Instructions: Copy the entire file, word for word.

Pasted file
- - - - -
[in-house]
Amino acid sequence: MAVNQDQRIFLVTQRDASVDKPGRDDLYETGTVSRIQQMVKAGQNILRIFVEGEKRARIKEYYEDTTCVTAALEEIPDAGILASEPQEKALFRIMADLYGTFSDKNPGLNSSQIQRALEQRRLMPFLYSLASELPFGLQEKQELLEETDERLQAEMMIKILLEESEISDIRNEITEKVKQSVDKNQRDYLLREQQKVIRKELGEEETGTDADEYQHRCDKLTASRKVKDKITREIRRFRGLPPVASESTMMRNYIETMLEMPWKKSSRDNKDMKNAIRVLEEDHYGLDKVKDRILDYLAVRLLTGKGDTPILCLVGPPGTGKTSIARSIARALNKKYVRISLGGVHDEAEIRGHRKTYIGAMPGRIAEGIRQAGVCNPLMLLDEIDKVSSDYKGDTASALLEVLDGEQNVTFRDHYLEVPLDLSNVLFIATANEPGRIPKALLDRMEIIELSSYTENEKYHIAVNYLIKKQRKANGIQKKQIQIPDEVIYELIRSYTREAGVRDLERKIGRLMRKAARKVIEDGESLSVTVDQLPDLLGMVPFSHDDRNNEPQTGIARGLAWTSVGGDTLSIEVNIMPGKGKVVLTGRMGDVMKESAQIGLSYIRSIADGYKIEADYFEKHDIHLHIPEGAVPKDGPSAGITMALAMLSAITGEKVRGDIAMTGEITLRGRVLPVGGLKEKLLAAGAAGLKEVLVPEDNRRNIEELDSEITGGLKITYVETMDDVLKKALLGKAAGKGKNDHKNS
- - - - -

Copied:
[in-house]
Amino acid sequence: MAVNQDQRIFLVTQRDASVDKPGRDDLYETGTVSRIQQMVKAGQNILRIFVEGEKRARIKEYYEDTTCVTAALEEIPDAGILASEPQEKALFRIMADLYGTFSDKNPGLNSSQIQRALEQRRLMPFLYSLASELPFGLQEKQELLEETDERLQAEMMIKILLEESEISDIRNEITEKVKQSVDKNQRDYLLREQQKVIRKELGEEETGTDADEYQHRCDKLTASRKVKDKITREIRRFRGLPPVASESTMMRNYIETMLEMPWKKSSRDNKDMKNAIRVLEEDHYGLDKVKDRILDYLAVRLLTGKGDTPILCLVGPPGTGKTSIARSIARALNKKYVRISLGGVHDEAEIRGHRKTYIGAMPGRIAEGIRQAGVCNPLMLLDEIDKVSSDYKGDTASALLEVLDGEQNVTFRDHYLEVPLDLSNVLFIATANEPGRIPKALLDRMEIIELSSYTENEKYHIAVNYLIKKQRKANGIQKKQIQIPDEVIYELIRSYTREAGVRDLERKIGRLMRKAARKVIEDGESLSVTVDQLPDLLGMVPFSHDDRNNEPQTGIARGLAWTSVGGDTLSIEVNIMPGKGKVVLTGRMGDVMKESAQIGLSYIRSIADGYKIEADYFEKHDIHLHIPEGAVPKDGPSAGITMALAMLSAITGEKVRGDIAMTGEITLRGRVLPVGGLKEKLLAAGAAGLKEVLVPEDNRRNIEELDSEITGGLKITYVETMDDVLKKALLGKAAGKGKNDHKNS